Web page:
Friday, September 5, 2014

Exodus 5 v.1-23

Aaron and Moses went to the Pharaoh and told him, "Hey, god wants you to let all the Israelites go have a festival in the wilderness. So they'll need some time off, I guess."

And the Pharaoh said, "Um, who wants?"

And Moses said, "You know. God."

"Nah, I don't know that guy. I don't think so."

Aaron and Moses persisted, "Come on, we need a three day weekend or god's gonna be mad at us and uh, strike us down! With plagues perhaps!" (I don't remember god saying this, but it probably seemed a plausible thing to our protagonists.)

The Pharaoh was having none of it. "Look, I can't spare anyone. Shit must needs be done."

So Moses and Aaron went away. The Pharaoh, meanwhile, in a dick move worthy of a living god, decided to tell the slaves they now had to gather their own straw for the bricks they had to make. He made certain to tell the slave drivers that they still had to meet their quotas. Or, you know, whipping.

This didn't turn out so well. The bricks didn't get made and the Israelites were roundly flogged, and to boot, called lazy. Which could be the definition of insult to injury.

They were pissed at Moses and Aaron. Understandably.

Understandably, Moses was confused and asked god, "Um, is this going the way you intended? Cause it seems like things are worse than they were. Thought you were gonna help with all this?"

Actually this part of the story is understandable from this far ahead in history: any time political or social change must be effected, things always get worse before they get better, and you have to sort of bear with the process, having faith that the end result will be a better, freer society, even though getting pelted with tear gas and shot with rubber bullets and pummeled with fire hoses fucking sucks. So I can see that this story rang true to the Israelites who made it out of slavery--it got worse when they tried to change things, but they had faith that trying to change things was better than letting them stay the same.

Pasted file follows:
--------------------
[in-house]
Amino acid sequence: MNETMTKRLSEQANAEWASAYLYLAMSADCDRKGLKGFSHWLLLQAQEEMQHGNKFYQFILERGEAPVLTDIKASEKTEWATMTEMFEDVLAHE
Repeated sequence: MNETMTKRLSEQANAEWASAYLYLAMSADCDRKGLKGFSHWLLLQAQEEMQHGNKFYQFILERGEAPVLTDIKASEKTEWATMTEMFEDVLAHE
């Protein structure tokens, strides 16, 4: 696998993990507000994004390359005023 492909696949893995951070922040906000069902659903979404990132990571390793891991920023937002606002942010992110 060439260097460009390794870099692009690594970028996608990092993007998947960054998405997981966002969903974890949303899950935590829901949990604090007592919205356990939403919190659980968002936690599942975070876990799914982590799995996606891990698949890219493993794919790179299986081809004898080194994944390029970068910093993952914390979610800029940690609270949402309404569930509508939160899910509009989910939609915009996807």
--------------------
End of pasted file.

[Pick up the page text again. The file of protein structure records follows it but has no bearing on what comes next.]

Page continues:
Any time I read a story about humans doing this sort of thing I'm proud to be a human.

Sunday, August 31, 2014

I'm back!

Whew! Been a while!

While I was gone I started to get really into my fiction, and to lose interest in writing a paraphrased version of the NIV. One of my friends told me the other day that I should get back into it, and I need a sort of mental writing break from my incredibly slowly progressing novel so I've decided to continue Exodus.

I reread some of my posts and remembered how much fun it was to treat this book like any other book, with characters and plot holes and the rest. There are good things in this book, I contend, but I want to find them without someone else telling me about them--the book needs to speak for itself.

Monday, November 5, 2012

Exodus 4 v.1-31 A jumbled mess of Moses

This chapter is hard to read. For my purposes, it doesn't matter why. Is Moses on the road to Egypt or not? Did he leave already? His wife just cuts off their son's foreskin? I dunno. Here's how it sounds:

Moses asked god what proof he could show people that this all happened. The bush and the instruction to go to Egypt. God told him to throw his goose-herding staff on the ground--let me back up here. God asked Moses what it was first. What's that? What's what? That long stick thing in your hand. Oh this? This is a staff. Oh, okay, throw it on the ground. It turns into a snake. Ah! A snake! Don't be a pussy, just grab it by the tail. Oh, it's a staff again.

So that's a good . . . trick. Also, does god not know what a staff is?

Then god told Moses to put his hand inside his cloak. To bring out a bunch of FLOWERS! No, just take your hand out again, oh okay. Ah! Leprosy! God must've giggled at that. Yeah, you're a leper now. No, just kidding, put your hand back in your coat and. . .voila! Flowers! No, you just don't have leprosy anymore. Oh, sweet. You know, thousands of years from now human beings will be able to do this. With antibiotics.

If they don't believe that, god told him, just take some water from that river they have, the Nile. Pour it on the ground and it will turn into blood. Trust me.